Save Our State of Massachusetts
After pursuing a complaint with the Civil Rights Division of the United States Department of Justice, Jim McKenna, former candidate for Massachusetts Attorney General was told that his concerns should be addressed at the state level. McKenna has sent three letters to the Commonwealth’s Chief Election Officer, Secretary of State William F. Galvin stating, among other issues, that “… hundreds, probably thousands, of votes were not counted during the 2010 primary for the Republican nomination for Attorney General.” McKenna’s concern stems not from what has happened in the past, or in his particular race, but what it tells of the future, and of concern over the vast number of voters disenfranchised by votes either not being counted, or outright thrown away.
McKenna documented that in Worcester, the reports generated by the election officials did not accurately reflect what occurred in the voting booths in that the precinct reports suggested 14 precincts had hundreds of votes cast, but none of those votes were for the candidates. He further identified voters from some precincts where the votes were counted, but some were not. This was ascertained by discovering individuals that had cast votes for his opponent, yet in the final tally Worcester election officials for that precinct indicated that his opponent did not receive any votes there.
The precinct reports for Boston suggested the same problem, i.e., hundreds of votes cast in precincts where NO votes were reported for the candidates. In Springfield McKenna claimed, “the detailed data on the city website presents a very troubling problem…” The data suggested that there was no direct relation between the votes cast and the election results reported by the Springfield election officials. McKenna went on to conclude “The Springfield precinct reports specify how many write-in votes were cast in each precinct, yet do not specify for whom those votes were cast. Nevertheless, the Springfield election officials reported results for the candidates – despite the lack of support for those results in the precinct reports.” [emphasis added]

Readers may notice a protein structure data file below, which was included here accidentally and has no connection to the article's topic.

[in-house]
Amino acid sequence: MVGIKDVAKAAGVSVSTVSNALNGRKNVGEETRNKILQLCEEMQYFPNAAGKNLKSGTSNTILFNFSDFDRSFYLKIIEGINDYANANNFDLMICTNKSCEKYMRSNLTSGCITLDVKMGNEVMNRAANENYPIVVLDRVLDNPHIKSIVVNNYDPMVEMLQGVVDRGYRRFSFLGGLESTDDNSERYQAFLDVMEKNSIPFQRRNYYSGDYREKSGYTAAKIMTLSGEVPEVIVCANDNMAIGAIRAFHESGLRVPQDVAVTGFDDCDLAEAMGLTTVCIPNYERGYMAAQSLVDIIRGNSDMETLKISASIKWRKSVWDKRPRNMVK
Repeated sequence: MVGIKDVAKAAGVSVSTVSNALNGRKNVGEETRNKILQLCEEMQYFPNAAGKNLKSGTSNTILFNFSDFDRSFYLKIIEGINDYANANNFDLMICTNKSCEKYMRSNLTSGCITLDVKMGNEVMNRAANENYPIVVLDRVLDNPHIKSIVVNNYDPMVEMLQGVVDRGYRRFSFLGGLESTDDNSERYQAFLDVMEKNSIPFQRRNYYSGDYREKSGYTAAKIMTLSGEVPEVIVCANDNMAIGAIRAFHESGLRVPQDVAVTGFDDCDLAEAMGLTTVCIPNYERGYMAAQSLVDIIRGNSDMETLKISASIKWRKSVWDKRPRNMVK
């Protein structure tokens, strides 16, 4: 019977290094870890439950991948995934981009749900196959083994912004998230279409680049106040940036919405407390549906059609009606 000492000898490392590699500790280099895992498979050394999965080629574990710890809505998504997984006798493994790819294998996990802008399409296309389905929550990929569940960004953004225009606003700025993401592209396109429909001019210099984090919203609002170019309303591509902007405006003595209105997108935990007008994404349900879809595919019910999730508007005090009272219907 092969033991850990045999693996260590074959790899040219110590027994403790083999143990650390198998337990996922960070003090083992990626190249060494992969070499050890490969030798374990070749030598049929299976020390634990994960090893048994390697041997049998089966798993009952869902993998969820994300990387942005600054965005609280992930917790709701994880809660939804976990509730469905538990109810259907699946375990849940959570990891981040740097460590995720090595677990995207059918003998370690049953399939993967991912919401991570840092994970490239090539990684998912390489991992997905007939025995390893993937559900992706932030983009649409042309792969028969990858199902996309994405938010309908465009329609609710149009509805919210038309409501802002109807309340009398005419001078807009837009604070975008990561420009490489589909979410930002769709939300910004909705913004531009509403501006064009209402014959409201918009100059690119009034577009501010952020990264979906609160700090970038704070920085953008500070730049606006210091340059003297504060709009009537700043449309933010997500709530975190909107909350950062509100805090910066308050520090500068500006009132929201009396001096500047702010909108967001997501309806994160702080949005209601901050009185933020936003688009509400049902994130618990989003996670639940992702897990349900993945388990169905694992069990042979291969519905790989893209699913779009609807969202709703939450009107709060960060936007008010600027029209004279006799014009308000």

Whereas other communities in Western Massachusetts – Westfield, Pittsfield, and West Springfield – were able to count 90% or more of the write-in vote; the report submitted by Springfield election officials indicated that they counted 14%. A FOIA Request as to whether the Springfield officials had election data other than what was listed on the city’s website was in violation of G.L. c. 66, § 10(a), which requires officials to respond within 10 days. Based on the statutory breach, McKenna filed a petition pursuant to G.L. c. 66, § 10(b), with Galvin’s office’s supervisor of records, seeking an order requiring compliance with the statute, and attached a copy of that petition in his first letter to Galvin. The response to McKenna’s FOIA request from the city of Springfield dated September 30, 2011 was responded to on December 11, 2011, and was not good news. It included the following:
Recent significant weather events in Springfield caused flooding of the place of storage of the individual tally sheets and many other documents. In the process of retrieving the documents from storage and later returning the documents to storage, the individual tally sheets were mistakenly discarded and are no longer available.
Write-in auditors completed tabulations from the actual ballots on the night of the election. After due and diligent search, these documents cannot now be located.
On January 5, 2012, McKenna requested an accounting of any and all documents “damaged, destroyed, or discarded as the direct or indirect result of any
significant weather events.” A more timely reply, though still not within the 10 days specified by FOIA laws, was dated January 20th. It read:
After due and diligent search, the City is not able to locate any documents that are responsive to your request.